Fiction Review: "Chicken Pi" by S. Lawrence Parrish

in #review4 years ago

When it comes to fiction, sometimes you have to do a little digging to find something that tickles your fancy. If you're the kind of person who likes a mix of strange stuff (like yours truly,) sometimes it's easy to find yourself longing for the satisfaction of a good story—and perhaps not a masterpiece. There are days when all you want is something reliably entertaining. Chicken Pi, a podcast by S. Lawrence Parrish, certainly has something for everyone.

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Let's get one thing straight first. Why the heck is it called Chicken Pi?

Truth be told, there is no why, just is. It's titled so because it's a mix of strange, cynical, and sometimes comedic horror stories. What this title fails to bring across, is the apocalyptic theme that carries through each entry. If there's anything Parrish seems to enjoy, it's the end of the world—and he's devised plenty of scenarios that would doom humanity.

Some of the entries are syringes of syrup-thick fear and hopelessness, while others take on a more light-hearted tone—there's even a story for fans of pulp science fiction and fantasy. Most importantly, I feel a number of these stories have held up over time. It's been five years since the last episode aired, and I still occasionally toss this out as a recommendation. That speaks enough for itself.

Now, let's be clear: not everything really clicked for me. That's just how anthologies go sometimes. So instead of going neck-deep in a full analysis, I'm going to list my personal favorites. That isn't to say everything else isn't worth your time, but I found these to be the most memorable and enjoyable—and I'd recommend any of the following to the uninitiated listener:

Gnarlets and Gorslings – You'll laugh, then you'll squirm. Once you hear about gnarlets and gorslings, you won't be quick to forget about them—especially when you learn how they reproduce. Parrish is sometimes so irreverent, it makes the humor all the more humorous.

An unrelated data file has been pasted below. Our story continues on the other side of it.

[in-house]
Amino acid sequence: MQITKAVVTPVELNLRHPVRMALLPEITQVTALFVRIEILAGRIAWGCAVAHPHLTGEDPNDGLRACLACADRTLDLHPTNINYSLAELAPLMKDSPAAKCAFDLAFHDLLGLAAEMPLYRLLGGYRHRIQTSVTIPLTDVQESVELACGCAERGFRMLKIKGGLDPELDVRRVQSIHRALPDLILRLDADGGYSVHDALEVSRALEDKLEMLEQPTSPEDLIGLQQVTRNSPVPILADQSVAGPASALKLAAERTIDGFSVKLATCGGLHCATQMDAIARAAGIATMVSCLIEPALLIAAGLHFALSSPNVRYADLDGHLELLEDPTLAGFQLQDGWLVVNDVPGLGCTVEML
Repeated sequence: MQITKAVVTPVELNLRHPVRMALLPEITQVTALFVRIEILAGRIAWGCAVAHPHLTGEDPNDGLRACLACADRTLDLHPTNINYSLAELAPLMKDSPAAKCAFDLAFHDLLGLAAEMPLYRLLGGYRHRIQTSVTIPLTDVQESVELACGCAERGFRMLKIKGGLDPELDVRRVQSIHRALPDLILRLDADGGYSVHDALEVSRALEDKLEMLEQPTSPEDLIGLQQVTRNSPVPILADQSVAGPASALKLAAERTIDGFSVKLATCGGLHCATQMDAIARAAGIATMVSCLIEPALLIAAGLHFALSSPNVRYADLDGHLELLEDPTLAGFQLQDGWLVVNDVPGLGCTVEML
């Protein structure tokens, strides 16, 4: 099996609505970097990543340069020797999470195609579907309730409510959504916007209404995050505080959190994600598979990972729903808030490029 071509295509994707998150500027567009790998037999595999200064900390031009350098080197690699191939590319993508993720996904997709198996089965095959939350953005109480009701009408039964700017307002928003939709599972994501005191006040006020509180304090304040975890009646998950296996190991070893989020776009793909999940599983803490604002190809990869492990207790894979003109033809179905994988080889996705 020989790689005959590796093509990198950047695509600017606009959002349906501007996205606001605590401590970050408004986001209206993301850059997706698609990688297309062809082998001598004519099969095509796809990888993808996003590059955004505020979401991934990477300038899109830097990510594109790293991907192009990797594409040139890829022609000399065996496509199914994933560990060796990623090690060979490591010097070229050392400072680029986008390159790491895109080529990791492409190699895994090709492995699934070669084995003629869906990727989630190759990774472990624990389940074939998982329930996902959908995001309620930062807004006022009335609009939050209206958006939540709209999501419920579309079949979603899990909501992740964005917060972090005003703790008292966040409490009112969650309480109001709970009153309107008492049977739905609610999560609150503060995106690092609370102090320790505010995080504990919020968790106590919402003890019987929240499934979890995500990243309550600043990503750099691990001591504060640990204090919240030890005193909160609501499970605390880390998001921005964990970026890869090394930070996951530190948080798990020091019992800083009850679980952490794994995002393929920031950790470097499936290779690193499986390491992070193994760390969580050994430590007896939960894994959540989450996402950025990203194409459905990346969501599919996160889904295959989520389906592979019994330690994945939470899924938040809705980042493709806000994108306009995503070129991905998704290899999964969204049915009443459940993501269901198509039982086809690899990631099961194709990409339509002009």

The Aspen Grove – It's hard to review this one without revealing the ending, but I'll say this: we've seen the anti-christ story. We've seen it a million times, and then a million times more. There's something about The Aspen Grove that is deeply upsetting. The atmosphere is heavy and isolated, and what we are witnessing through the eyes of the protagonist are ambiguous enough to let the imagination go wild. That on its own makes this story stand out, and separates it from others of its kind.

Current Events – Again, Parrish has an interesting taste for the hilariously irreverent. It's an end times apocalypse tale that, while satirical and chuckle-worthy at points, is deeply upsetting in its reality. There were points in this one where I wasn't sure whether to laugh or feel disturbed. Nervous laughter is perhaps the appropriate reaction. Current Events does date itself with its use of political history, but sticks through with the questions it poses. Should the end of the world come, would ignorance be just as miserable as being in-the-loop?

Psychics – Revisiting this now, perhaps Psychics is more than a tad predictable. But it's a fun story that plays on the angst of a hardened detective. It's gruesome, and once again, tinted with shades of comedy in the face of hopelessness—great for those who like some gallows humor with their nihilism.

The Prophet – Out of all, I'd have to say this one will catch the most attention of those who enjoy pulp and science fiction. There are several great twists not worth spoiling here, so I'll leave you with these these thoughts: it's apocalyptic and dark, but starts you off right in the friction of a medieval setting. And while there are no heroes to save the day here, there's a lot to think about when it comes to where we are with technology—and what that could mean for the future.

On a final note, I wanted to talk about the technical side of this show; it is a podcast after all. Parrish reads his own work, which I can appreciate as a listener. His voice may take some adjusting to, but his readings are sufficient, and allow you to take in the story without much distraction. There are also some well-placed sound effects and music where the story allows. Is it ground-breaking work? I wouldn't say so, but it's good for the purpose it was meant to fill. You get the story, and a little more for your imagination.

If any of this seems like your kind of jam, Chicken Pi is definitely worth checking out. For being a free podcast audiobook, there's really nothing to lose. Download it, slap it on your phone or iPod, and see if you aren't a little entertained. It may not be for everyone, but there's no harm getting your toes wet.

Check out Chicken Pi on iTunes: https://itunes.apple.com/us/podcast/chicken-pi/id483698078

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